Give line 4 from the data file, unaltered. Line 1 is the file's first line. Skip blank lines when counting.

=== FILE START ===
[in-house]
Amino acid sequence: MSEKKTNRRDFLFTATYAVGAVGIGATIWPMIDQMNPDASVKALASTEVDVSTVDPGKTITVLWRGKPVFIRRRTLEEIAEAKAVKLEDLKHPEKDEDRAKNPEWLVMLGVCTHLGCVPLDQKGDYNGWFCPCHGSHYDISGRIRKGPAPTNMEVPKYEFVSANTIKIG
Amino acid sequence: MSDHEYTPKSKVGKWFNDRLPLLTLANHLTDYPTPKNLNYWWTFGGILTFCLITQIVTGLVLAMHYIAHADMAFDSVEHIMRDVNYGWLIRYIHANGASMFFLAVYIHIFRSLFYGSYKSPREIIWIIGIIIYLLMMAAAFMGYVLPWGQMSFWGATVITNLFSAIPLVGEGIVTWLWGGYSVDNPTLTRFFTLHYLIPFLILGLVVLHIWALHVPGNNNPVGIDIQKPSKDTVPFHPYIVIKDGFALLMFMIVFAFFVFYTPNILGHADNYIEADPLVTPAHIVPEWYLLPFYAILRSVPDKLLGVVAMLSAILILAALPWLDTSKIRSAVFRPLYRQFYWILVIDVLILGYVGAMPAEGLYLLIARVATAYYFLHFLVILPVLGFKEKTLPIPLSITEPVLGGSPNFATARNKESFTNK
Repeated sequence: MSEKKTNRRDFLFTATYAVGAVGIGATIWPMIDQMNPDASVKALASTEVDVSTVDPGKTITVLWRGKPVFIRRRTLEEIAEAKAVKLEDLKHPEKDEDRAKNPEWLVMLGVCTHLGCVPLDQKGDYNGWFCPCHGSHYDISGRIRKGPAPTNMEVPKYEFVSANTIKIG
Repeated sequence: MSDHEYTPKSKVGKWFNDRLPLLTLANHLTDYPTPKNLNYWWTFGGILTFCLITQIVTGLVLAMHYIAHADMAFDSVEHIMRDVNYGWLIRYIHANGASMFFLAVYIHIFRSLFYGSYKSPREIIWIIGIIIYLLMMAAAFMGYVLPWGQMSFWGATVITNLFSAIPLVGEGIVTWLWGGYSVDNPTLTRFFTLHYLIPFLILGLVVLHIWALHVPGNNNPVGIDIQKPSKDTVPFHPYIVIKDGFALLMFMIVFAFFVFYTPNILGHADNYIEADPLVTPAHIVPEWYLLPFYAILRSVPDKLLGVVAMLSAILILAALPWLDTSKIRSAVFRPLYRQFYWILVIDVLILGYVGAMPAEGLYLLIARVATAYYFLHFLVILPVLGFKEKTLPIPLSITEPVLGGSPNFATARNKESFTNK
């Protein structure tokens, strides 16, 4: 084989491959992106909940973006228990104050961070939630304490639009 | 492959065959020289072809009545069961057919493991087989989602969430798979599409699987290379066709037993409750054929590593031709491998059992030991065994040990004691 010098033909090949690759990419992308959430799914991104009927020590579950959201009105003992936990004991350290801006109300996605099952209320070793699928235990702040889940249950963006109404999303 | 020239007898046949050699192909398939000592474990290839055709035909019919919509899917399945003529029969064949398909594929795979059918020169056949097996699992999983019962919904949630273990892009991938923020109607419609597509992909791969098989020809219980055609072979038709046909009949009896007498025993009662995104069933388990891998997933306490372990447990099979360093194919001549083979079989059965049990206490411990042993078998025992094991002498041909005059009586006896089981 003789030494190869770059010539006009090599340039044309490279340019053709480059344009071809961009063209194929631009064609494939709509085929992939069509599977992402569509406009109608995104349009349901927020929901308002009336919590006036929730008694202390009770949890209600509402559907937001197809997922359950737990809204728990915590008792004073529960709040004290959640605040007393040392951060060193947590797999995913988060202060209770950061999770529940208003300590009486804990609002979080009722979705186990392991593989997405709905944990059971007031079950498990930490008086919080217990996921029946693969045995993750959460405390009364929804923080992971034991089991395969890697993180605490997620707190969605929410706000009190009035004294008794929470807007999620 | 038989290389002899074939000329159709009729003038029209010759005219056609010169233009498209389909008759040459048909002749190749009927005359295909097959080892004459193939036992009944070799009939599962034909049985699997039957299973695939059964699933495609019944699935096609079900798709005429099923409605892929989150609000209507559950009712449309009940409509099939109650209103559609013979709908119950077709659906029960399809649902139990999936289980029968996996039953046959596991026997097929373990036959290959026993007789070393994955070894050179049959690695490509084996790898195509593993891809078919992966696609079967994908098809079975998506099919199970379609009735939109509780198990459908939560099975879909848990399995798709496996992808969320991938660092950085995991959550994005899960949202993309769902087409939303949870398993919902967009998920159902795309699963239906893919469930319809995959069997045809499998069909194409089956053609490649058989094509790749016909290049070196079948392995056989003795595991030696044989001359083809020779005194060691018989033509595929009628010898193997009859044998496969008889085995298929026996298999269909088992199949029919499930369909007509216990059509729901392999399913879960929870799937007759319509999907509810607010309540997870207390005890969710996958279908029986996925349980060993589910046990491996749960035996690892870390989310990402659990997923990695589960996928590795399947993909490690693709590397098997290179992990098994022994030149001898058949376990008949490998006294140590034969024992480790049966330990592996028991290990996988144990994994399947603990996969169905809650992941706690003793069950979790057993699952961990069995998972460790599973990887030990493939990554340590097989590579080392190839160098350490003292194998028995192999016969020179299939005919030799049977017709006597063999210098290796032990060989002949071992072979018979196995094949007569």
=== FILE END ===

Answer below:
Repeated sequence: MSEKKTNRRDFLFTATYAVGAVGIGATIWPMIDQMNPDASVKALASTEVDVSTVDPGKTITVLWRGKPVFIRRRTLEEIAEAKAVKLEDLKHPEKDEDRAKNPEWLVMLGVCTHLGCVPLDQKGDYNGWFCPCHGSHYDISGRIRKGPAPTNMEVPKYEFVSANTIKIG